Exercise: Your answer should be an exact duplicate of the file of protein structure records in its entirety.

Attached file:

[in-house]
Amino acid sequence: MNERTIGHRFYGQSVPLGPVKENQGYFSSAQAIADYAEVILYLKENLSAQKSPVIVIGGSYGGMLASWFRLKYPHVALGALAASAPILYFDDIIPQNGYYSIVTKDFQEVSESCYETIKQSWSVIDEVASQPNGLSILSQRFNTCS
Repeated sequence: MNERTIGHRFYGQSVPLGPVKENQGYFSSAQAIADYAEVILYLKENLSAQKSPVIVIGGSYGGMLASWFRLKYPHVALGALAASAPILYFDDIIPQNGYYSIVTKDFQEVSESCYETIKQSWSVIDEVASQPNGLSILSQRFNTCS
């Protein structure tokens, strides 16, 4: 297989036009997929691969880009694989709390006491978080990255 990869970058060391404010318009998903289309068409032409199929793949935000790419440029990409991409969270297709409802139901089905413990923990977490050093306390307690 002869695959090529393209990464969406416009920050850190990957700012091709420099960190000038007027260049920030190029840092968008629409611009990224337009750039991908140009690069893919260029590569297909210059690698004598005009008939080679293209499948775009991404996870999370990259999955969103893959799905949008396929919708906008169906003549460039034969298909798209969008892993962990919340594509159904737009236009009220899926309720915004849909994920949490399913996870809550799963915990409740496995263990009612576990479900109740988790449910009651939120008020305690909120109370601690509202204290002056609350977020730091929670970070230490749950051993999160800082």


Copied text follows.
[in-house]
Amino acid sequence: MNERTIGHRFYGQSVPLGPVKENQGYFSSAQAIADYAEVILYLKENLSAQKSPVIVIGGSYGGMLASWFRLKYPHVALGALAASAPILYFDDIIPQNGYYSIVTKDFQEVSESCYETIKQSWSVIDEVASQPNGLSILSQRFNTCS
Repeated sequence: MNERTIGHRFYGQSVPLGPVKENQGYFSSAQAIADYAEVILYLKENLSAQKSPVIVIGGSYGGMLASWFRLKYPHVALGALAASAPILYFDDIIPQNGYYSIVTKDFQEVSESCYETIKQSWSVIDEVASQPNGLSILSQRFNTCS
């Protein structure tokens, strides 16, 4: 297989036009997929691969880009694989709390006491978080990255 990869970058060391404010318009998903289309068409032409199929793949935000790419440029990409991409969270297709409802139901089905413990923990977490050093306390307690 002869695959090529393209990464969406416009920050850190990957700012091709420099960190000038007027260049920030190029840092968008629409611009990224337009750039991908140009690069893919260029590569297909210059690698004598005009008939080679293209499948775009991404996870999370990259999955969103893959799905949008396929919708906008169906003549460039034969298909798209969008892993962990919340594509159904737009236009009220899926309720915004849909994920949490399913996870809550799963915990409740496995263990009612576990479900109740988790449910009651939120008020305690909120109370601690509202204290002056609350977020730091929670970070230490749950051993999160800082």